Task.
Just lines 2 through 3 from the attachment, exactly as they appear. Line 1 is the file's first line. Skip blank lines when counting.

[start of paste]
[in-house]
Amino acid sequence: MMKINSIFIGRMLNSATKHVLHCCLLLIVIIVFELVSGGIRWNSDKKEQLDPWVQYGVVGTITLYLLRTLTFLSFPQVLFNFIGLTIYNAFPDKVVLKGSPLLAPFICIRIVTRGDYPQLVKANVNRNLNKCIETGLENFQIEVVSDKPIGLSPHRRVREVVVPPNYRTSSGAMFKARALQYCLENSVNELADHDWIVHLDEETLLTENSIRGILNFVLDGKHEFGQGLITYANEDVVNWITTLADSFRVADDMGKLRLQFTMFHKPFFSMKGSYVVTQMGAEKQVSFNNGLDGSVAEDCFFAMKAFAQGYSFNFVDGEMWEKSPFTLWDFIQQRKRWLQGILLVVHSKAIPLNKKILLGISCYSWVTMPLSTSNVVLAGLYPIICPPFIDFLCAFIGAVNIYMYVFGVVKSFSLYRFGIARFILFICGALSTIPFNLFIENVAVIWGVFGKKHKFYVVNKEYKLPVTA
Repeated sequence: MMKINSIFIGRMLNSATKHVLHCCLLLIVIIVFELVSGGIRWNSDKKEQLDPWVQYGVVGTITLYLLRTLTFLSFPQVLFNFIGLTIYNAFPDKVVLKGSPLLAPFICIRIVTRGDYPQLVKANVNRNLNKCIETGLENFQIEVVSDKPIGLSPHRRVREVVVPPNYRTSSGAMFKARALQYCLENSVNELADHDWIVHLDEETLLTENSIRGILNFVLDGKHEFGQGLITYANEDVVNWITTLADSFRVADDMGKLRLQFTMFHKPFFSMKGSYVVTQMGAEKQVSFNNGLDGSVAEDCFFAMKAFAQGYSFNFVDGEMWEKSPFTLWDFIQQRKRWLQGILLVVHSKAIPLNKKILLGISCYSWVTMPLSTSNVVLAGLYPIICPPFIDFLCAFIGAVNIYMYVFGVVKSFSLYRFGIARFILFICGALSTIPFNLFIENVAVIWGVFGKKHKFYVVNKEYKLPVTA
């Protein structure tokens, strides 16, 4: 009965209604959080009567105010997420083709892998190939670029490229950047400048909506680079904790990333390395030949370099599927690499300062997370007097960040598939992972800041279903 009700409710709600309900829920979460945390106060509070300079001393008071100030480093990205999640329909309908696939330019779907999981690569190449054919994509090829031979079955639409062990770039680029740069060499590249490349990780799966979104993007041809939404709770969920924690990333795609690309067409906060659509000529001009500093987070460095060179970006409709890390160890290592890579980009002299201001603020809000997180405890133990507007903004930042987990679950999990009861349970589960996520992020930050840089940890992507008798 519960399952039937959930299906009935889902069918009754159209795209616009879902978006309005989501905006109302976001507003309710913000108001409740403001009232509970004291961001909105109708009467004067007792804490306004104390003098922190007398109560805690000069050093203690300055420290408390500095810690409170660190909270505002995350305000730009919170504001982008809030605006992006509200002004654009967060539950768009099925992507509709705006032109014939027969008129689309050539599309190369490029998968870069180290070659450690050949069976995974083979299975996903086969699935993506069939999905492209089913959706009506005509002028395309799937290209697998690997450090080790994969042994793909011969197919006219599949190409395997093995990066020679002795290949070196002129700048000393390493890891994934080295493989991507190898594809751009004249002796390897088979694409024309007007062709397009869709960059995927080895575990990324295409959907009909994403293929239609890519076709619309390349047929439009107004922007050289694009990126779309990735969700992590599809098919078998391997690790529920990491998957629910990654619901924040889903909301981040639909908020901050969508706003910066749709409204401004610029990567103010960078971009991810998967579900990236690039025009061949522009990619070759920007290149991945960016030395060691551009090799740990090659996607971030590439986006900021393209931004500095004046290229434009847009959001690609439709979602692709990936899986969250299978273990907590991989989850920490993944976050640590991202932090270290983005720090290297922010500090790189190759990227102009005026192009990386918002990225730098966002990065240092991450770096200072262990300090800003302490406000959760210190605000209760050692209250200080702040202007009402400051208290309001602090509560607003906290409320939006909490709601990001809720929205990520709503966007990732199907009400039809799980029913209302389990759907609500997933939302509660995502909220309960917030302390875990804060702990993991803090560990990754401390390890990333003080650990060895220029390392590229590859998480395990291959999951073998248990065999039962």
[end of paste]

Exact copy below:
Amino acid sequence: MMKINSIFIGRMLNSATKHVLHCCLLLIVIIVFELVSGGIRWNSDKKEQLDPWVQYGVVGTITLYLLRTLTFLSFPQVLFNFIGLTIYNAFPDKVVLKGSPLLAPFICIRIVTRGDYPQLVKANVNRNLNKCIETGLENFQIEVVSDKPIGLSPHRRVREVVVPPNYRTSSGAMFKARALQYCLENSVNELADHDWIVHLDEETLLTENSIRGILNFVLDGKHEFGQGLITYANEDVVNWITTLADSFRVADDMGKLRLQFTMFHKPFFSMKGSYVVTQMGAEKQVSFNNGLDGSVAEDCFFAMKAFAQGYSFNFVDGEMWEKSPFTLWDFIQQRKRWLQGILLVVHSKAIPLNKKILLGISCYSWVTMPLSTSNVVLAGLYPIICPPFIDFLCAFIGAVNIYMYVFGVVKSFSLYRFGIARFILFICGALSTIPFNLFIENVAVIWGVFGKKHKFYVVNKEYKLPVTA
Repeated sequence: MMKINSIFIGRMLNSATKHVLHCCLLLIVIIVFELVSGGIRWNSDKKEQLDPWVQYGVVGTITLYLLRTLTFLSFPQVLFNFIGLTIYNAFPDKVVLKGSPLLAPFICIRIVTRGDYPQLVKANVNRNLNKCIETGLENFQIEVVSDKPIGLSPHRRVREVVVPPNYRTSSGAMFKARALQYCLENSVNELADHDWIVHLDEETLLTENSIRGILNFVLDGKHEFGQGLITYANEDVVNWITTLADSFRVADDMGKLRLQFTMFHKPFFSMKGSYVVTQMGAEKQVSFNNGLDGSVAEDCFFAMKAFAQGYSFNFVDGEMWEKSPFTLWDFIQQRKRWLQGILLVVHSKAIPLNKKILLGISCYSWVTMPLSTSNVVLAGLYPIICPPFIDFLCAFIGAVNIYMYVFGVVKSFSLYRFGIARFILFICGALSTIPFNLFIENVAVIWGVFGKKHKFYVVNKEYKLPVTA